Elfin Skimmer Nannothemis bella IMG_2087Elfin Skimmer Nannothemis bella IMG_2080Female Elfin Skimmers (Nannothemis bella) are very different than the males. They show a ringed black and yellow abdomen. Both the males and females perch often and only move a short distance when disturbed. These were found hunting around a bog pool mainly on the floating mat.
Pogonia ophioglossoides Rose Pogonia IMG_2048Another orchid was just coming into bloom… the Rose Pogonia (Pogonia ophioglossoides) a delicate beauty of floating bogs. Genus name Ophioglossoides is from Greek meaning “snake tongue,” and I guess you’d have to use your imagination on that one, but the lower lip may resemble a fuzzy tongue to some.
Okanagana Cicada IMG_2134Okanagana Cicada IMG_1949A very exciting find was not one, but two singing Okanagana Cicadas. The male of each species produces a unique sound with their tymbal organs on their abdomen which vibrates and resonates in a cavity inside their abdomen and thorax. The Okanagana’s sound is a fast and steady high-pitched buzz.
Crimson-ringed Whiteface Leucorrhinia glacialis IMG_2146Crimson-ringed Whiteface (Leucorrhinia glacialis) is a bog-loving dragonfly of mid summer.
Lincoln's Sparrow IMG_2000Lincoln’s Sparrow was the most obvious avian bog dweller today, singing its beautiful hollow-can, echoey song from stunted Tamaracks and Spruces. Other birds seen in the bog included Nashville Warbler, Eastern Bluebird, Red-tailed Hawk and Eastern Kingbird. The oak-maple covered hills surrounding the fen held Pileated Woodpeckers, Scarlet Tanagers, Ovenbirds, Red-bellied Woodpeckers, Eastern Wood-Pewees and other deciduous species that would have no use for a bog.
Rhynchospora alba White Beaksedge rush IMG_2019Rhynchospora alba or White Beakrush (or White-beaked Sedge) was very common surrounding the bog pools.
Sarracenia purpurea Pitcher Plant leaf IMG_1900Is there a lovelier leaf in the world? Yes, the “pitcher” of the carnivorous Pitcher Plant (Sarracenia purpurea) is actually a modified leaf. Inside a deadly mixture of rain water and enzymes can drown and dissolve the unwary insect. The plant is able to absorb important nutrients such as Phosphorous from the tiny carcasses with special cells low inside the pitcher. Good thing these guys aren’t six feet across!
Utricularia cornuta Horned Bladderwort IMG_1952One more carnivorous plant was super-abundant at this fen, Horned Bladderwort (Utricularia cornuta). The related Common Bladderwort is a predator that has dozens of tiny bladders on its underwater leaves. The hair-triggers on the bladders are set off when a tiny aquatic insect blunders by and sucked in to the bladder in a rush of water. The bladder now becomes a tiny stomach and the insect is dissolved by the plant.
IMG_1929Mystery sedge/rush.
IMG_0338If you do swing through Cable, Wisconsin, be sure to stop at their impressive Cable Natural History Museum. Among other treasures, they have an actual stuffed Passenger Pigeon! More info at http://www.cablemuseum.org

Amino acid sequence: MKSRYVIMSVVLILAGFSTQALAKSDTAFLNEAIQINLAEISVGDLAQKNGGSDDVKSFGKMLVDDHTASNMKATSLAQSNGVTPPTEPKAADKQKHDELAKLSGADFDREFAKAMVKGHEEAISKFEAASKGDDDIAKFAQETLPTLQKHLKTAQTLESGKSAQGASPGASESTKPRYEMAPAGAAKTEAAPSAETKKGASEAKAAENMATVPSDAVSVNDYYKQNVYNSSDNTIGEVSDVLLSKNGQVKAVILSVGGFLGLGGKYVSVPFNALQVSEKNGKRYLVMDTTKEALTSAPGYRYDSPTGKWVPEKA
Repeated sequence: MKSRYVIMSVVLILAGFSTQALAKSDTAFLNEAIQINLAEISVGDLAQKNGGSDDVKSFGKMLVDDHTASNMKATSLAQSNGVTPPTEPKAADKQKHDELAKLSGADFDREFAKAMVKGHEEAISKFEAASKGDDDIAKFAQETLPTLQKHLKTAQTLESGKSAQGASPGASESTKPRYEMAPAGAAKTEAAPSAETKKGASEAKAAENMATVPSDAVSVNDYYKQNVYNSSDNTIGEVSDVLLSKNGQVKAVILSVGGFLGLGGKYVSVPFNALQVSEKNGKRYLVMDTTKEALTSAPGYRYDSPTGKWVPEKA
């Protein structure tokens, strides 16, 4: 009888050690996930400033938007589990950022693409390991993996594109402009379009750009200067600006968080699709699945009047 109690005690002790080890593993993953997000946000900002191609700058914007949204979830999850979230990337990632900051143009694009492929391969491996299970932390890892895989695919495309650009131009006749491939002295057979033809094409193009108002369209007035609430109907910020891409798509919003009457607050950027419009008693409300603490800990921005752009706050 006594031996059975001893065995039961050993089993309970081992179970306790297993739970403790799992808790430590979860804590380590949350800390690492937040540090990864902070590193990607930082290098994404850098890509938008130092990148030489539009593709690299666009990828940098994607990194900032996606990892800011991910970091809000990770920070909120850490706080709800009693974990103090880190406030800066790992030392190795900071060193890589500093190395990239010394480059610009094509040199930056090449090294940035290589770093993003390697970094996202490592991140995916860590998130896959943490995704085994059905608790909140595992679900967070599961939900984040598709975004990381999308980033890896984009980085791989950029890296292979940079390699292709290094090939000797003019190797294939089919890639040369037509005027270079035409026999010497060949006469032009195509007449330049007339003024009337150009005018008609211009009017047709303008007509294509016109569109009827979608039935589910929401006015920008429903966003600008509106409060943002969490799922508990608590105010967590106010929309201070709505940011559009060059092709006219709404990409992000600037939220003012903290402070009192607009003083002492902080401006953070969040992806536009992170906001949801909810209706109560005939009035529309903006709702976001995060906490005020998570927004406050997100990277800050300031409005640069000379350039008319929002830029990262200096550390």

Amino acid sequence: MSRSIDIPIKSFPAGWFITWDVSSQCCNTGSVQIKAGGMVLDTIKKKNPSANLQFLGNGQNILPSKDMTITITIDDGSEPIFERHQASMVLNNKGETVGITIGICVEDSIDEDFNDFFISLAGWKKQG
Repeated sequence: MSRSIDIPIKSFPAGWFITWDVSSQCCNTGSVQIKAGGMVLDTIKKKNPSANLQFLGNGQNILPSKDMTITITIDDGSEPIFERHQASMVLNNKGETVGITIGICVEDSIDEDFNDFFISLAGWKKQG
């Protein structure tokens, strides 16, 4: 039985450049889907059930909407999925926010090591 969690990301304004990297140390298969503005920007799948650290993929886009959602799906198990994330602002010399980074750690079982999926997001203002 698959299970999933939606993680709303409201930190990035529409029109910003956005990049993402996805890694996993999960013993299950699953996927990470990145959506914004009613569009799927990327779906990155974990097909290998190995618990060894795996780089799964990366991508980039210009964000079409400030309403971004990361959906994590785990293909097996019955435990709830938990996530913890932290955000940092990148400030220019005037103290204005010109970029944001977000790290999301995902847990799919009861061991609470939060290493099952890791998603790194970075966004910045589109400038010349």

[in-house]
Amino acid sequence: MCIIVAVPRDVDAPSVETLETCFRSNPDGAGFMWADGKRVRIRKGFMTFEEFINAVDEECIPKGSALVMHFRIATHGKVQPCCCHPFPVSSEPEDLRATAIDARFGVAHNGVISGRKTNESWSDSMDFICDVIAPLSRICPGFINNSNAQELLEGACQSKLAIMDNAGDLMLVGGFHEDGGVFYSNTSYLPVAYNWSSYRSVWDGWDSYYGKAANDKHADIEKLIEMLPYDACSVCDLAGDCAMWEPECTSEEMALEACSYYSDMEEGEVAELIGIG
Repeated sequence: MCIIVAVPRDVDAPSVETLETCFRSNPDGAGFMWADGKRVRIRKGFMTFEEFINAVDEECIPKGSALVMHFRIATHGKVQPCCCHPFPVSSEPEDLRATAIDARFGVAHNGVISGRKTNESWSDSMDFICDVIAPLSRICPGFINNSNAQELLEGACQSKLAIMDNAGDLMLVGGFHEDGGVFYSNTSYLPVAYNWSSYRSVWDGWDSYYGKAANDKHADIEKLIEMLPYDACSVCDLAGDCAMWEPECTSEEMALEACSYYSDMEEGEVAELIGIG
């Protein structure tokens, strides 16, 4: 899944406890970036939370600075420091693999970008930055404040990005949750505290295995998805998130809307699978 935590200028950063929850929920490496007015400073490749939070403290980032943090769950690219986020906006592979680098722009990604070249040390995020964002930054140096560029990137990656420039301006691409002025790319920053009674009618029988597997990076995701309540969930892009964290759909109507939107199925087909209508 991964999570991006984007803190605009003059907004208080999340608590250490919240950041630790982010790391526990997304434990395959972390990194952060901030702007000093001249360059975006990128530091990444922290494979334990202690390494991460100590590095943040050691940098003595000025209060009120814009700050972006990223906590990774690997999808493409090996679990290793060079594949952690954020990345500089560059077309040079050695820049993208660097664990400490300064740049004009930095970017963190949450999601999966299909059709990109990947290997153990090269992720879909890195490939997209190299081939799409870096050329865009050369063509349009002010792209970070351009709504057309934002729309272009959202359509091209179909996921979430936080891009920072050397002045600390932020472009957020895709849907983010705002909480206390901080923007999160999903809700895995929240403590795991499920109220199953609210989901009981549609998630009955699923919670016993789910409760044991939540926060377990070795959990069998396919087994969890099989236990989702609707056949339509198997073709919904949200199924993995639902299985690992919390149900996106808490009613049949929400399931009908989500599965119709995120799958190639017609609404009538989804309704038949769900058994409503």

IMG_0328

Superior Snowy Owls

Snowy Owl Superior Middle School Superior WI IMG_1567
Snowy Owl Superior Airport Bong Superior WI IMG_1497
[Continued from previous post]…There have been no Snowies in the Sax-Zim Bog this year so Dave and I headed to the urban “wilds” of Superior, Wisconsin (Duluth’s neighbor in the “Twin Ports”). We found two Snowies but they were not equally photogenic. One had been banded and painted by researchers so it could be identified from long distances. We got a few “insurance shots” and continued our search.

Snowy Owl Superior Middle School Superior WI IMG_1562Snowy Owls have been wintering in the industrial areas of Duluth, Minnesota and Superior, Wisconsin for many years. When I was in college at the University of Minnesota Duluth in the early/mid 1980s, we would go down to the Port Terminal in the harbor (where all the warehouses and shipping docks were) and we could easily find a half dozen. There were probably a couple dozen wintering between there and Superior’s docks.

At that time, the harbor was a brushy mess crisscrossed by railroad tracks and dotted with junk piles and open garbage cans. It was the perfect environment for rabbits, pigeons, pheasants and rats…all great Snowy Owl food.
[All owl-in-flight shots taken with Canon 7D and Canon 400mm f5.6 lens set at Shutter Priority 1/1250 second and auto ISO. ISO ranged from 640 to 800 and f-stop ranged from f5.6 to f8]

Snowy Owl Superior Middle School Superior WI IMG_1559
Less than a mile away, we found this stunning female/young male (You can’t really tell, but in general, the darker the bird the younger it is and more likely a female). Don’t get me wrong, I love the nearly pure white adult males, but the speckled patterning on this bird was very pleasing.

Snowy Owl Superior Middle School Superior WI IMG_1561